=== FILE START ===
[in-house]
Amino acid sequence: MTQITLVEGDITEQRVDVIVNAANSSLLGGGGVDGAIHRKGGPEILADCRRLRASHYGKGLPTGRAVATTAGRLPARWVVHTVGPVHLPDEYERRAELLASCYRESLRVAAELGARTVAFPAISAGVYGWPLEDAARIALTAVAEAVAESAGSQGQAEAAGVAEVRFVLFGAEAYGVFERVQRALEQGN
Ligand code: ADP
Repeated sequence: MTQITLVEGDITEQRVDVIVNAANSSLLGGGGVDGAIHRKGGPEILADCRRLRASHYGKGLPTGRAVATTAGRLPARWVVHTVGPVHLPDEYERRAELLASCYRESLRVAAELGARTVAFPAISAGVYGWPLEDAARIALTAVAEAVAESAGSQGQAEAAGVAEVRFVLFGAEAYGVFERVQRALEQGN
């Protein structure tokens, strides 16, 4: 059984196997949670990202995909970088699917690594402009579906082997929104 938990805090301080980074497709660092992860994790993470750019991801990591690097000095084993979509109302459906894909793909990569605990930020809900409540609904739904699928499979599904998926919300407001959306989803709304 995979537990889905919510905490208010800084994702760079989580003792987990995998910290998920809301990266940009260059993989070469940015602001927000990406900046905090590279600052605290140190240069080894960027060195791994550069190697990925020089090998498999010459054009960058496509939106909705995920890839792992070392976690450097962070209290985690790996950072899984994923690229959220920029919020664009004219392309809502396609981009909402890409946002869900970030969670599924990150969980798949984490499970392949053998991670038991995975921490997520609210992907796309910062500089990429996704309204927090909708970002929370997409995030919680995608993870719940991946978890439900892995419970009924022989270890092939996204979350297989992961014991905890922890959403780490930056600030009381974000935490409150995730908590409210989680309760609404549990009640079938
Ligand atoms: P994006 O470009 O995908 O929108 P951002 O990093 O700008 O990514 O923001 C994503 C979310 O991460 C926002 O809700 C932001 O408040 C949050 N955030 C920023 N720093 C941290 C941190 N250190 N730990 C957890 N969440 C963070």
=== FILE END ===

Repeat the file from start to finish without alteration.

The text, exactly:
[in-house]
Amino acid sequence: MTQITLVEGDITEQRVDVIVNAANSSLLGGGGVDGAIHRKGGPEILADCRRLRASHYGKGLPTGRAVATTAGRLPARWVVHTVGPVHLPDEYERRAELLASCYRESLRVAAELGARTVAFPAISAGVYGWPLEDAARIALTAVAEAVAESAGSQGQAEAAGVAEVRFVLFGAEAYGVFERVQRALEQGN
Ligand code: ADP
Repeated sequence: MTQITLVEGDITEQRVDVIVNAANSSLLGGGGVDGAIHRKGGPEILADCRRLRASHYGKGLPTGRAVATTAGRLPARWVVHTVGPVHLPDEYERRAELLASCYRESLRVAAELGARTVAFPAISAGVYGWPLEDAARIALTAVAEAVAESAGSQGQAEAAGVAEVRFVLFGAEAYGVFERVQRALEQGN
């Protein structure tokens, strides 16, 4: 059984196997949670990202995909970088699917690594402009579906082997929104 938990805090301080980074497709660092992860994790993470750019991801990591690097000095084993979509109302459906894909793909990569605990930020809900409540609904739904699928499979599904998926919300407001959306989803709304 995979537990889905919510905490208010800084994702760079989580003792987990995998910290998920809301990266940009260059993989070469940015602001927000990406900046905090590279600052605290140190240069080894960027060195791994550069190697990925020089090998498999010459054009960058496509939106909705995920890839792992070392976690450097962070209290985690790996950072899984994923690229959220920029919020664009004219392309809502396609981009909402890409946002869900970030969670599924990150969980798949984490499970392949053998991670038991995975921490997520609210992907796309910062500089990429996704309204927090909708970002929370997409995030919680995608993870719940991946978890439900892995419970009924022989270890092939996204979350297989992961014991905890922890959403780490930056600030009381974000935490409150995730908590409210989680309760609404549990009640079938
Ligand atoms: P994006 O470009 O995908 O929108 P951002 O990093 O700008 O990514 O923001 C994503 C979310 O991460 C926002 O809700 C932001 O408040 C949050 N955030 C920023 N720093 C941290 C941190 N250190 N730990 C957890 N969440 C963070």